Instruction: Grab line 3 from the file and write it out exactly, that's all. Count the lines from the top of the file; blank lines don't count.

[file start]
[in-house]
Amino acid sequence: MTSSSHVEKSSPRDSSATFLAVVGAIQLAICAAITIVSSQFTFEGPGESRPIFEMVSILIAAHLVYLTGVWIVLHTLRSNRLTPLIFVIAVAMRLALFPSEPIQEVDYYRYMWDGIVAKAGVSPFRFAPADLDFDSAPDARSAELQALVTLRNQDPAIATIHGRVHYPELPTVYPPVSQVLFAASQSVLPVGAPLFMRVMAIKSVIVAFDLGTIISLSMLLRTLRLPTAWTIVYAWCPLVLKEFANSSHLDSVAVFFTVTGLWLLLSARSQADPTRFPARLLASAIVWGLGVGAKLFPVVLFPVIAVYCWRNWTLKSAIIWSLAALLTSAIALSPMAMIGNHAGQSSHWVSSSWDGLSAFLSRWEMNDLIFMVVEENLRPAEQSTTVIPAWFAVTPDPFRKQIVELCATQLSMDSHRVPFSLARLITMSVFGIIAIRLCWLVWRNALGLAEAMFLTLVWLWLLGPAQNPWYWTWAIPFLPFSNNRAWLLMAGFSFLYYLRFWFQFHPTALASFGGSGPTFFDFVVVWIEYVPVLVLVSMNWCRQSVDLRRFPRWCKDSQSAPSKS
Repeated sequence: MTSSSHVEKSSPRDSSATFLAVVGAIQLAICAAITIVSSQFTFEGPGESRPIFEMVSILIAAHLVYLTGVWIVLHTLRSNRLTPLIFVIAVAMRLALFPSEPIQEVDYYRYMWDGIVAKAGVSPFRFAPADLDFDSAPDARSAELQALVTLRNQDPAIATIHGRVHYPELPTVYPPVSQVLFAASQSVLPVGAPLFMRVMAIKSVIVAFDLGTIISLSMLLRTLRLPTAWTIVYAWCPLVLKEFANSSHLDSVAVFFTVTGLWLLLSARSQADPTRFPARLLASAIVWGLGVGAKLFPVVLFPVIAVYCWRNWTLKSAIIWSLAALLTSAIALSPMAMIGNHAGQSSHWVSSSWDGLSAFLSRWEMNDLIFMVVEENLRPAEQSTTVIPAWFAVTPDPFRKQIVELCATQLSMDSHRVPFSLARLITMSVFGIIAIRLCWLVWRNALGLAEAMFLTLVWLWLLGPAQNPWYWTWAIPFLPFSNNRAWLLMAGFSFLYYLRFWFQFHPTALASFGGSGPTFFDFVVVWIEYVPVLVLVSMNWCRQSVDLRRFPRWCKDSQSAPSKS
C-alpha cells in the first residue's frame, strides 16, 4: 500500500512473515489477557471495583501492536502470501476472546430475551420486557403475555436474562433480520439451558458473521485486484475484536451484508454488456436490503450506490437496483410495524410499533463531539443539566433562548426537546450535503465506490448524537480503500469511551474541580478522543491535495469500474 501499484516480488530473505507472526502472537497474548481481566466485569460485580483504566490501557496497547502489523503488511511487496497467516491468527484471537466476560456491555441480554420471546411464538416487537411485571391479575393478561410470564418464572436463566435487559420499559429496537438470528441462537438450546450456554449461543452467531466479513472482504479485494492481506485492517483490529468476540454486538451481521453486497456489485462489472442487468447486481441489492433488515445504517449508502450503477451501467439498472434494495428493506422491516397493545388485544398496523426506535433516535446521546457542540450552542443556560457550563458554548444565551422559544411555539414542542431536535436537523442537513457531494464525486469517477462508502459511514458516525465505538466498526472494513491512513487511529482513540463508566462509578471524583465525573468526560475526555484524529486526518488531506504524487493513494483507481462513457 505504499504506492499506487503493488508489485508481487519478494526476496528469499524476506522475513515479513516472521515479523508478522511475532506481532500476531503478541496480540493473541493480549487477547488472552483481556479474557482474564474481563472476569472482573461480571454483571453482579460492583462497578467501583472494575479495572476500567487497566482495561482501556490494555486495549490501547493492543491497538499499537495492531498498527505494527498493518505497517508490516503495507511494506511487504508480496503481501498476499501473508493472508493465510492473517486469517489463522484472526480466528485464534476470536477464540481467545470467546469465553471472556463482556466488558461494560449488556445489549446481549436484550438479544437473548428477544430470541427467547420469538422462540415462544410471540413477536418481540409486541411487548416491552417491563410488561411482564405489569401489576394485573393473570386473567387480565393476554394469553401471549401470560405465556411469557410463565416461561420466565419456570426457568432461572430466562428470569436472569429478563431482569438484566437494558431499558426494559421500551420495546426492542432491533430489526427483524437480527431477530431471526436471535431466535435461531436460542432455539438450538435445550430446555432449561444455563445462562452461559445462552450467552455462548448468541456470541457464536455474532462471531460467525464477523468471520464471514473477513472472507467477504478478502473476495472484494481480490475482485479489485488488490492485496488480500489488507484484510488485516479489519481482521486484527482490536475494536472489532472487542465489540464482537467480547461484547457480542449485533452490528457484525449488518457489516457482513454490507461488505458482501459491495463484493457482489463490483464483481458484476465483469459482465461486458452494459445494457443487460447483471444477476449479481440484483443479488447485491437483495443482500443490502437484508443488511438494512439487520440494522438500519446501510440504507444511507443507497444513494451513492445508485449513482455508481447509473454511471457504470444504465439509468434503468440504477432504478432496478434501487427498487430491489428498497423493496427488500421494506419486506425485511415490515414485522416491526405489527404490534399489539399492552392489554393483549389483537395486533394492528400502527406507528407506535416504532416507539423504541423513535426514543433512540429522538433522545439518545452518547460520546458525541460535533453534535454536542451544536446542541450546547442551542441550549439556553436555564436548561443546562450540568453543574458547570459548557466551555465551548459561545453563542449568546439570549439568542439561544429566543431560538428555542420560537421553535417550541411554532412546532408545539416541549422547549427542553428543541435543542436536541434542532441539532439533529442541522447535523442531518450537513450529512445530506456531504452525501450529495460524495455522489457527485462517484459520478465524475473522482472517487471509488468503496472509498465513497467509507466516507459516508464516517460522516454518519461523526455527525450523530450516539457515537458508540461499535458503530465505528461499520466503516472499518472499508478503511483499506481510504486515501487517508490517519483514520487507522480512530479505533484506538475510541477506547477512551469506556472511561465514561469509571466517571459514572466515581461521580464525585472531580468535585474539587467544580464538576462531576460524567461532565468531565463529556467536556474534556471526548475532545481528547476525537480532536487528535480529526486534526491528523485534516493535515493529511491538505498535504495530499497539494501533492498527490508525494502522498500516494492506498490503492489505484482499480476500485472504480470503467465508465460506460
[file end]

Repeated sequence: MTSSSHVEKSSPRDSSATFLAVVGAIQLAICAAITIVSSQFTFEGPGESRPIFEMVSILIAAHLVYLTGVWIVLHTLRSNRLTPLIFVIAVAMRLALFPSEPIQEVDYYRYMWDGIVAKAGVSPFRFAPADLDFDSAPDARSAELQALVTLRNQDPAIATIHGRVHYPELPTVYPPVSQVLFAASQSVLPVGAPLFMRVMAIKSVIVAFDLGTIISLSMLLRTLRLPTAWTIVYAWCPLVLKEFANSSHLDSVAVFFTVTGLWLLLSARSQADPTRFPARLLASAIVWGLGVGAKLFPVVLFPVIAVYCWRNWTLKSAIIWSLAALLTSAIALSPMAMIGNHAGQSSHWVSSSWDGLSAFLSRWEMNDLIFMVVEENLRPAEQSTTVIPAWFAVTPDPFRKQIVELCATQLSMDSHRVPFSLARLITMSVFGIIAIRLCWLVWRNALGLAEAMFLTLVWLWLLGPAQNPWYWTWAIPFLPFSNNRAWLLMAGFSFLYYLRFWFQFHPTALASFGGSGPTFFDFVVVWIEYVPVLVLVSMNWCRQSVDLRRFPRWCKDSQSAPSKS